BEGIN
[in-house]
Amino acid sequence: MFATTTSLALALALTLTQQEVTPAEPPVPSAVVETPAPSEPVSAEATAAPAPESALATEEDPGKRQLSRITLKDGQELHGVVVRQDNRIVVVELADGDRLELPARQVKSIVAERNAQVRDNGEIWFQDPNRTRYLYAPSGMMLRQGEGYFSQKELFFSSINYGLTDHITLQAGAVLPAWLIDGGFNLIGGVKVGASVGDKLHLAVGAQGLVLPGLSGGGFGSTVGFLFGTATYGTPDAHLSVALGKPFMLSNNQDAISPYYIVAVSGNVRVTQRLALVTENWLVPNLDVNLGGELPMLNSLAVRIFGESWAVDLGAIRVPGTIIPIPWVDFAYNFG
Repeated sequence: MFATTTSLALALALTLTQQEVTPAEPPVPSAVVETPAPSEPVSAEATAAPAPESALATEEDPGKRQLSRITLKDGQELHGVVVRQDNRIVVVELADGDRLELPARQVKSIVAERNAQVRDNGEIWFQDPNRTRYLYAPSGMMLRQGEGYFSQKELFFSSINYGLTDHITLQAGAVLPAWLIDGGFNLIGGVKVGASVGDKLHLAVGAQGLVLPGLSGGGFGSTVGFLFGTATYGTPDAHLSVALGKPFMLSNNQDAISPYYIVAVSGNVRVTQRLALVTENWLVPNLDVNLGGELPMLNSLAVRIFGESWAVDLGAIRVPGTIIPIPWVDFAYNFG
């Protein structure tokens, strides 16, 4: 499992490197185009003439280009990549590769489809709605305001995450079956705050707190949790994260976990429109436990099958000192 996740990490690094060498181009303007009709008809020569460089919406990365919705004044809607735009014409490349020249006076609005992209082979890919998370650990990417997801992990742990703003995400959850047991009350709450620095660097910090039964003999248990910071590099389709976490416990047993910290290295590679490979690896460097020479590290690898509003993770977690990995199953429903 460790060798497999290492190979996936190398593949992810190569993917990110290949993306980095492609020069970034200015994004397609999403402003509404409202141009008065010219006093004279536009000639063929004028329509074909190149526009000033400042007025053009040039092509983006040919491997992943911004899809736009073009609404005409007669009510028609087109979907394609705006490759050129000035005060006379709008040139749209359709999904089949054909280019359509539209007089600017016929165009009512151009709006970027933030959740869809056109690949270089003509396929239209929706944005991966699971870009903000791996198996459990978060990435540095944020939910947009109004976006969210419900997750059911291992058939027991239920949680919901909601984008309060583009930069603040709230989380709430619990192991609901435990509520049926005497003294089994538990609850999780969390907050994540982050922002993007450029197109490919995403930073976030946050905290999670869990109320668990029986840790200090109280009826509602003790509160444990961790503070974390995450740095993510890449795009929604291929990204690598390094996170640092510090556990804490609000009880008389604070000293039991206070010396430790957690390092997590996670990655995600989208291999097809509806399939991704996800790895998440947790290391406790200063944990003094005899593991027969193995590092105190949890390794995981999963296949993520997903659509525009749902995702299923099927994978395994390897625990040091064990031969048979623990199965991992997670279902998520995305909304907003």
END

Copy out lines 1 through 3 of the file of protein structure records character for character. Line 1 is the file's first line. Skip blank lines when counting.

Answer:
[in-house]
Amino acid sequence: MFATTTSLALALALTLTQQEVTPAEPPVPSAVVETPAPSEPVSAEATAAPAPESALATEEDPGKRQLSRITLKDGQELHGVVVRQDNRIVVVELADGDRLELPARQVKSIVAERNAQVRDNGEIWFQDPNRTRYLYAPSGMMLRQGEGYFSQKELFFSSINYGLTDHITLQAGAVLPAWLIDGGFNLIGGVKVGASVGDKLHLAVGAQGLVLPGLSGGGFGSTVGFLFGTATYGTPDAHLSVALGKPFMLSNNQDAISPYYIVAVSGNVRVTQRLALVTENWLVPNLDVNLGGELPMLNSLAVRIFGESWAVDLGAIRVPGTIIPIPWVDFAYNFG
Repeated sequence: MFATTTSLALALALTLTQQEVTPAEPPVPSAVVETPAPSEPVSAEATAAPAPESALATEEDPGKRQLSRITLKDGQELHGVVVRQDNRIVVVELADGDRLELPARQVKSIVAERNAQVRDNGEIWFQDPNRTRYLYAPSGMMLRQGEGYFSQKELFFSSINYGLTDHITLQAGAVLPAWLIDGGFNLIGGVKVGASVGDKLHLAVGAQGLVLPGLSGGGFGSTVGFLFGTATYGTPDAHLSVALGKPFMLSNNQDAISPYYIVAVSGNVRVTQRLALVTENWLVPNLDVNLGGELPMLNSLAVRIFGESWAVDLGAIRVPGTIIPIPWVDFAYNFG